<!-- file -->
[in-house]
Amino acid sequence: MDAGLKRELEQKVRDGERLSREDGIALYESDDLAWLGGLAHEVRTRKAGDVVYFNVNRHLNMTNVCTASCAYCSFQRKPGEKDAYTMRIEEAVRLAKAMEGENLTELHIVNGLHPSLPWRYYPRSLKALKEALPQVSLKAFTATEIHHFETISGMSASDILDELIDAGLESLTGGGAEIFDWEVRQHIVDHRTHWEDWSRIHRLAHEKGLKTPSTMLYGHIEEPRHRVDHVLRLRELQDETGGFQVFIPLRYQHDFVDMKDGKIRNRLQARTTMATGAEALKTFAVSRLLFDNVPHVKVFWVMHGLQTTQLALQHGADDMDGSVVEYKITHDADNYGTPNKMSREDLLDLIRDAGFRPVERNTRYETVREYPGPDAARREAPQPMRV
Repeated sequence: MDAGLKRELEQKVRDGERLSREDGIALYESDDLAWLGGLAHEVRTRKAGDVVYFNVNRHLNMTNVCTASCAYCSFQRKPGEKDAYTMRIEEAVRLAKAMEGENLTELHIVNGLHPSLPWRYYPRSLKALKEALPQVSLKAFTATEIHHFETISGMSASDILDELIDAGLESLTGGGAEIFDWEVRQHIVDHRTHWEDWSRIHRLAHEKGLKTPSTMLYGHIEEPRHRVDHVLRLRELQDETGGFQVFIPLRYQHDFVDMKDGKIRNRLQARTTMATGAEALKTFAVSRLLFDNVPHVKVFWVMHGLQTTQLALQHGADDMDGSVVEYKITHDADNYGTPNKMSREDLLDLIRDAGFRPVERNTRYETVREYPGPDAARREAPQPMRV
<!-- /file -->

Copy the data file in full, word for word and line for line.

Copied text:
[in-house]
Amino acid sequence: MDAGLKRELEQKVRDGERLSREDGIALYESDDLAWLGGLAHEVRTRKAGDVVYFNVNRHLNMTNVCTASCAYCSFQRKPGEKDAYTMRIEEAVRLAKAMEGENLTELHIVNGLHPSLPWRYYPRSLKALKEALPQVSLKAFTATEIHHFETISGMSASDILDELIDAGLESLTGGGAEIFDWEVRQHIVDHRTHWEDWSRIHRLAHEKGLKTPSTMLYGHIEEPRHRVDHVLRLRELQDETGGFQVFIPLRYQHDFVDMKDGKIRNRLQARTTMATGAEALKTFAVSRLLFDNVPHVKVFWVMHGLQTTQLALQHGADDMDGSVVEYKITHDADNYGTPNKMSREDLLDLIRDAGFRPVERNTRYETVREYPGPDAARREAPQPMRV
Repeated sequence: MDAGLKRELEQKVRDGERLSREDGIALYESDDLAWLGGLAHEVRTRKAGDVVYFNVNRHLNMTNVCTASCAYCSFQRKPGEKDAYTMRIEEAVRLAKAMEGENLTELHIVNGLHPSLPWRYYPRSLKALKEALPQVSLKAFTATEIHHFETISGMSASDILDELIDAGLESLTGGGAEIFDWEVRQHIVDHRTHWEDWSRIHRLAHEKGLKTPSTMLYGHIEEPRHRVDHVLRLRELQDETGGFQVFIPLRYQHDFVDMKDGKIRNRLQARTTMATGAEALKTFAVSRLLFDNVPHVKVFWVMHGLQTTQLALQHGADDMDGSVVEYKITHDADNYGTPNKMSREDLLDLIRDAGFRPVERNTRYETVREYPGPDAARREAPQPMRV